26. 5 out of 5

    Lois

    Um wow this book has everything, detailed accounts of servants and those they served. Fascinating details on servants daily life, career track, as well as life both inside of service and outside of service. This equally covers the class system and distinctions both within society at large as well as society below stairs and behind green baize doors. Fascinating how the wars (WWI and WWII) change service. Service barely stabilizes, a very much smaller and less presumptuous affair than in Edwardia Um wow this book has everything, detailed accounts of servants and those they served. Fascinating details on servants daily life, career track, as well as life both inside of service and outside of service. This equally covers the class system and distinctions both within society at large as well as society below stairs and behind green baize doors. Fascinating how the wars (WWI and WWII) change service. Service barely stabilizes, a very much smaller and less presumptuous affair than in Edwardian heyday. WW2 just kills whatever is left of that style of living, very much to the benefit of the rest of the country. The vast poverty that existed across the country, while the Aristocracy lived so unbelievably better was horrifying. To think poverty lived next door to extreme abundance like that. It's also fascinating how the war as well as fair taxation for the Aristocracy took the class down so quickly. The nostalgia for the wealthy of that time period puzzles me. I love Downton Abbey but the treatment of those below stairs is vastly and unrealistically idealized. The Aristocracy controlled massive amounts of wealth and largely ignored the suffering of the poor. Only taking advantage of them in service. Harrowing system.

  27. 4 out of 5

    Kate

    I've read better books (from the 1970s, when Upstairs Downstairs was hot and Edwardian servants were still around to be interviewed) with more first-hand accounts of servant life, but this book, despite its overly ambitious subtitle, does something those books didn't: it details part-time service like the Useful Aunts, newly poor aristos making some cash in service, and talks about the second half of the twentieth century. You can feel that Lethbridge did a lot of reading before she wrote this, I've read better books (from the 1970s, when Upstairs Downstairs was hot and Edwardian servants were still around to be interviewed) with more first-hand accounts of servant life, but this book, despite its overly ambitious subtitle, does something those books didn't: it details part-time service like the Useful Aunts, newly poor aristos making some cash in service, and talks about the second half of the twentieth century. You can feel that Lethbridge did a lot of reading before she wrote this, but it feels like she could have done with more organization, as though she needed a good index card note taking system. To many little anecdotes and facts are repeated. There are about five sentences that cover the eighteenth century and early nineteenth century and it's implied that the narrative is proceeding chronologically but it really isn't. Also somewhat unexpected is the feeling of kinship with the Masters and Mistresses, the greater sympathy for the once well-off struggling to get by after WWII, and those who ended up cook-caterers when they'd once had servants of their own. Perhaps fills a niche but there are better, older books on the topic.h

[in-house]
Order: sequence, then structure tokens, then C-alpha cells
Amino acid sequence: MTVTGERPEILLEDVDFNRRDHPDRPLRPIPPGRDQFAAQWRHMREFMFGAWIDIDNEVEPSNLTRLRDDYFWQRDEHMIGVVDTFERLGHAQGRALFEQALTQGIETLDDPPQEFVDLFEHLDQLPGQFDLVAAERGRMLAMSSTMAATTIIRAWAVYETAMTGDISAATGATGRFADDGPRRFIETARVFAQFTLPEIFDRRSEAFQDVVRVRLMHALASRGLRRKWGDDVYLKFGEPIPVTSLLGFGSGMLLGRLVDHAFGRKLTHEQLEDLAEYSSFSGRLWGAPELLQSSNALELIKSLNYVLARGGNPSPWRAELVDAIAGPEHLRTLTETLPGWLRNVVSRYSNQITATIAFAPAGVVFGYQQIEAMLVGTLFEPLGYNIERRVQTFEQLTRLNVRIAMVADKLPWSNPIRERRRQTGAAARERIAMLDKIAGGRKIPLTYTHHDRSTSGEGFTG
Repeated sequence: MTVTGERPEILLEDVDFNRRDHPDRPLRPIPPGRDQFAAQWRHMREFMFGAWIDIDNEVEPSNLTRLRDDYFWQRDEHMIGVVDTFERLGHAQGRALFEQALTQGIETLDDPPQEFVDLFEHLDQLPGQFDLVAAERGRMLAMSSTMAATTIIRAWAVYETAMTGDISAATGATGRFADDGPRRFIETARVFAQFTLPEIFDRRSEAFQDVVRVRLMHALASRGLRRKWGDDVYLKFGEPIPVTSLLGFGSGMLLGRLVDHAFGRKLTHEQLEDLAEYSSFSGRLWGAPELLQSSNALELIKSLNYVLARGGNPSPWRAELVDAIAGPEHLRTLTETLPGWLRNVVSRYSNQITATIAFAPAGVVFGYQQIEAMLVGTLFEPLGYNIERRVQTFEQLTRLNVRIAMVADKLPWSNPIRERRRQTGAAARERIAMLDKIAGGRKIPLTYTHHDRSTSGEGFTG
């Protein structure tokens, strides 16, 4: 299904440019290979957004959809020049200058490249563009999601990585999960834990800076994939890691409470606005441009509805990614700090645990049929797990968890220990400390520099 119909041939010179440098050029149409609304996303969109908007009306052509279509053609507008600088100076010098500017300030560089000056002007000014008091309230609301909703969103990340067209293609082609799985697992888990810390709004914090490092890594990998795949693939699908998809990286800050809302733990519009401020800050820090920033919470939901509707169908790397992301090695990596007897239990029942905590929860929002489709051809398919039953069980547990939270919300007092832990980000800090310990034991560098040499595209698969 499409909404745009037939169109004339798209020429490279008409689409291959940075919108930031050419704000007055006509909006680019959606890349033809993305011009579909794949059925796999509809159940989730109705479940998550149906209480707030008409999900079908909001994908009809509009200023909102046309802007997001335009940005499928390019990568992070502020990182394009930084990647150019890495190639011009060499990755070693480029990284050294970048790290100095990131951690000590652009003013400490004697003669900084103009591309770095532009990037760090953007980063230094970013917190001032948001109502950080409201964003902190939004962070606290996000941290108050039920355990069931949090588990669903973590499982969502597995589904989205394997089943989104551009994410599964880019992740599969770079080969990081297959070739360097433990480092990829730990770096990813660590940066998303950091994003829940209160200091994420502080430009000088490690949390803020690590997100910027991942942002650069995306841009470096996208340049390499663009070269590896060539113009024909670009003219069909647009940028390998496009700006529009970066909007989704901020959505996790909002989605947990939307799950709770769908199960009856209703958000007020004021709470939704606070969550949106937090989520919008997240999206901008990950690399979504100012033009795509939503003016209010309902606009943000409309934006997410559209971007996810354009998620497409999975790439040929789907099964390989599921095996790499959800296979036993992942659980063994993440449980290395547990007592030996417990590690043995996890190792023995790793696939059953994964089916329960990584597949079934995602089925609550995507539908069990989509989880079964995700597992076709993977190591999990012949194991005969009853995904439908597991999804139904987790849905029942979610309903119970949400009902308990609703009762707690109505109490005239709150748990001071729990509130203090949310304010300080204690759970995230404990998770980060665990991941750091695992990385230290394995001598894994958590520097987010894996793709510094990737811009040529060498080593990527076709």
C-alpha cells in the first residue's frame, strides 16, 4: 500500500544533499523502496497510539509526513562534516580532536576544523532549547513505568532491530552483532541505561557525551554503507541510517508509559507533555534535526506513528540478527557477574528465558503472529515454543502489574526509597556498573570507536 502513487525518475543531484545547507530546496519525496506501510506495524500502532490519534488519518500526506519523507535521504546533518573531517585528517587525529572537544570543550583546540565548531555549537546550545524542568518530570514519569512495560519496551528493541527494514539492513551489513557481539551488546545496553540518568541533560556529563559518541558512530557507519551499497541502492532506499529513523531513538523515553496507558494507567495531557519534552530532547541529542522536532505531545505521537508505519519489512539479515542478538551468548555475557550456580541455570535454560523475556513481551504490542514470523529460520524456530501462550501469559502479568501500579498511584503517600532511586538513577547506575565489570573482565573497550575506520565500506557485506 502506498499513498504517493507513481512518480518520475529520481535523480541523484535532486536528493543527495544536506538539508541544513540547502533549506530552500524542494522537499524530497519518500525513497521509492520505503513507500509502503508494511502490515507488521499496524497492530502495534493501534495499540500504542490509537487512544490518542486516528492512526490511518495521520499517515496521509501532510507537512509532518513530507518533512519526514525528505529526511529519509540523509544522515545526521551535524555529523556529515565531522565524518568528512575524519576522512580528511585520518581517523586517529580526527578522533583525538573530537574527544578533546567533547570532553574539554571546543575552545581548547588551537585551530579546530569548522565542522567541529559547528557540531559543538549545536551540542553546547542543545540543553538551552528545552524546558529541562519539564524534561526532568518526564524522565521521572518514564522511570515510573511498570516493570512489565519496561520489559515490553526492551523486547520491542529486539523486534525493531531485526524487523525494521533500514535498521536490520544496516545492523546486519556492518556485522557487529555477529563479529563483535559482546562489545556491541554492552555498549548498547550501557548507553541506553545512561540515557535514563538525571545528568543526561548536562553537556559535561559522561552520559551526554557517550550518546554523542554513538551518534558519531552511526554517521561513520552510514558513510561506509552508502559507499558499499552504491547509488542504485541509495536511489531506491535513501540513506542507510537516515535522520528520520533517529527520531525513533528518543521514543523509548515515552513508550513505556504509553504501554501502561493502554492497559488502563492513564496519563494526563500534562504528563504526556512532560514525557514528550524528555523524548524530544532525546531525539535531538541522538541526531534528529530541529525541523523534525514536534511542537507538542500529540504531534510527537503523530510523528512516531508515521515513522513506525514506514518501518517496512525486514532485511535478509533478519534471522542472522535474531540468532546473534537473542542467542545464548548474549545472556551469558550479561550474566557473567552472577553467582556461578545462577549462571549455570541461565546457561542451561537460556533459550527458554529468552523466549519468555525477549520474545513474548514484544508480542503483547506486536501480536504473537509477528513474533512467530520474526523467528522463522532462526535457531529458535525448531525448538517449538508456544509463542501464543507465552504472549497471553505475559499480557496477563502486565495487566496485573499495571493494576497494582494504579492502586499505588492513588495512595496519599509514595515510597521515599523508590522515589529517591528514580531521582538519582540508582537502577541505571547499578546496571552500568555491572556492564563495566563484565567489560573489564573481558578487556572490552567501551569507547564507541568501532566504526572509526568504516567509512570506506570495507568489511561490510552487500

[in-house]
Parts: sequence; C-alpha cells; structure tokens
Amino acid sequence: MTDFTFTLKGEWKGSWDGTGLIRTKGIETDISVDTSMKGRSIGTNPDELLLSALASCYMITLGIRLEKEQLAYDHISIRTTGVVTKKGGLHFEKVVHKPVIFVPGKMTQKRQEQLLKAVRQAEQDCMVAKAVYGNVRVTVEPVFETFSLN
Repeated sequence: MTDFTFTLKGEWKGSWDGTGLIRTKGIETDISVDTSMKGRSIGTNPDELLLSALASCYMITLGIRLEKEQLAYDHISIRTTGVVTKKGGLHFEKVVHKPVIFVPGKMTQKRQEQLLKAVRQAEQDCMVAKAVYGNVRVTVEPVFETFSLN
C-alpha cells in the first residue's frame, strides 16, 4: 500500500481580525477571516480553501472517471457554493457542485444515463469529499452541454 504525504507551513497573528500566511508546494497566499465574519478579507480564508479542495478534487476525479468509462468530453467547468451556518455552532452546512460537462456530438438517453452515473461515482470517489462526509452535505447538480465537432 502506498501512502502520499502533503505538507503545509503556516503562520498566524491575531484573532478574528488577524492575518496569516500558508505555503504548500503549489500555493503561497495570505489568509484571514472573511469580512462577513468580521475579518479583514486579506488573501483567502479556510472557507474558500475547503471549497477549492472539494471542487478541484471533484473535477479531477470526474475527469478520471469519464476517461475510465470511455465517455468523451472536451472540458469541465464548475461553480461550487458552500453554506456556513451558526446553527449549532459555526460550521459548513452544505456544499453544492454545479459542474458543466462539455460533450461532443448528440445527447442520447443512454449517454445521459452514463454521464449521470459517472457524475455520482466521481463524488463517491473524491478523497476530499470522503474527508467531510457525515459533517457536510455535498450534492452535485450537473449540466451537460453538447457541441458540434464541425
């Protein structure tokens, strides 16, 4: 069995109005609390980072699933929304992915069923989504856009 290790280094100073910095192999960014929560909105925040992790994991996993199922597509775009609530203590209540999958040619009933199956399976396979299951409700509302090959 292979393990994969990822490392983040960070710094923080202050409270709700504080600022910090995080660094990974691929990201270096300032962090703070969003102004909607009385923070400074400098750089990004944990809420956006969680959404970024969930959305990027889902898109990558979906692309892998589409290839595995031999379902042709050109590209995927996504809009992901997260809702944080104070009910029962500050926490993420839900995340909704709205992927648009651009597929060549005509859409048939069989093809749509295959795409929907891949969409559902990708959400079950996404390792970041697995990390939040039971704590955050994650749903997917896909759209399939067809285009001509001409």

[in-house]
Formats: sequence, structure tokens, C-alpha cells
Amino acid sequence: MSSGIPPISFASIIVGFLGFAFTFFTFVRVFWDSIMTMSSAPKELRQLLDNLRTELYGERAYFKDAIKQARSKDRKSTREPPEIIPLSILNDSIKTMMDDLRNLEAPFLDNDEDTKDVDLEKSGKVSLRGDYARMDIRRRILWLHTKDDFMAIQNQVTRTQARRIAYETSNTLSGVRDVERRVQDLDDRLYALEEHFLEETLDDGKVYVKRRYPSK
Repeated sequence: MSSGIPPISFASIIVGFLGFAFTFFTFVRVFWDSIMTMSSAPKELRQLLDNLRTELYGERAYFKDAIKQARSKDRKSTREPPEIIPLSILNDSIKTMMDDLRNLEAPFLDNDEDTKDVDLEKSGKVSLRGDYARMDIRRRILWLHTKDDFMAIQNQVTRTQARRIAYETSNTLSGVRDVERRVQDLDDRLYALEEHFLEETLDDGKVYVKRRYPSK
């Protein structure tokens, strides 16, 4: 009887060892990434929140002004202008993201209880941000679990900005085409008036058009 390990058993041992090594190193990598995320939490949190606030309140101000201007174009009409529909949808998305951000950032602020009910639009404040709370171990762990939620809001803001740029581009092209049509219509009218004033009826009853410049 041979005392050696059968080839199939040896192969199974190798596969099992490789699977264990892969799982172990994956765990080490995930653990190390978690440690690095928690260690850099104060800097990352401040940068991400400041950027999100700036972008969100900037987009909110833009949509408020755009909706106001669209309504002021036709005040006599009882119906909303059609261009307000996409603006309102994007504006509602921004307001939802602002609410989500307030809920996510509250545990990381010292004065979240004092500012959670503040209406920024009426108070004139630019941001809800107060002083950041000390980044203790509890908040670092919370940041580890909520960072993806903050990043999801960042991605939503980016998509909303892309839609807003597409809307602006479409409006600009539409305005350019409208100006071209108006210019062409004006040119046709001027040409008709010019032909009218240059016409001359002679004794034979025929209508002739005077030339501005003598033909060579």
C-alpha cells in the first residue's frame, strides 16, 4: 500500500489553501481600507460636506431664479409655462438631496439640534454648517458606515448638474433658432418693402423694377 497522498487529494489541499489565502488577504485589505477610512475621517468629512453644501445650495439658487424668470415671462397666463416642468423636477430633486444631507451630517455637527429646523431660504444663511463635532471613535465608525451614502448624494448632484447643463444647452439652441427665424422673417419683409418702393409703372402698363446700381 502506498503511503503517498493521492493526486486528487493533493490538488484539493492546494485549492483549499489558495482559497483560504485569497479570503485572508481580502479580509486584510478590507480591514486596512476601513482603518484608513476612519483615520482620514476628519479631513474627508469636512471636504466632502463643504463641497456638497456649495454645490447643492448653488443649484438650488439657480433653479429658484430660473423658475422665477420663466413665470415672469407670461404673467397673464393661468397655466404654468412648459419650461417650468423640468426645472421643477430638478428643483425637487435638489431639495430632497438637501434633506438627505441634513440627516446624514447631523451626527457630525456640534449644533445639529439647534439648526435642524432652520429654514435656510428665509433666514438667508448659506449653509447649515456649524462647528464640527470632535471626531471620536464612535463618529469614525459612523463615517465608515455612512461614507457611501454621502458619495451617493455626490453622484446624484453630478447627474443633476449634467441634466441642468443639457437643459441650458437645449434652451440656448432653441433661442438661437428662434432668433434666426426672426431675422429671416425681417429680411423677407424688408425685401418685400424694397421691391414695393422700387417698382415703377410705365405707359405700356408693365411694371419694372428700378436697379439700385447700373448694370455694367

28. 4 out of 5

    La La

    First of all this is not a fiction novel, it is a history book. I saw a couple of bad reviews based on the fact that it didn't "read" like a novel. If you are a fan of Downton Abbey, and/or Upstairs Downstairs, you will love this book. Anglophiles will also enjoy this trip through the years of British aristocracy and their house staff, from the 19th century to modern times. I am usually not a fan of history books, or anything that smacks of text book, but this book is written in a way that made First of all this is not a fiction novel, it is a history book. I saw a couple of bad reviews based on the fact that it didn't "read" like a novel. If you are a fan of Downton Abbey, and/or Upstairs Downstairs, you will love this book. Anglophiles will also enjoy this trip through the years of British aristocracy and their house staff, from the 19th century to modern times. I am usually not a fan of history books, or anything that smacks of text book, but this book is written in a way that made it a smooth and enjoyable read, even for my tastes. After reading this book I want to go back and watch all of the Upstairs Downstairs and Downton Abbey episodes again. My head is full of facts and I want to see how that changes my veiw of certain story lines, and circumstances, within these series. There are also two or three movies based on British house servants and I will be wanting to rewatch those also. If I was rating it solely on its historical merits I would have given it four stars, but because Lethbridge made the reading more enjoyable than a normal history book I added a star. I received this book through First Reads in exchange for an honest review.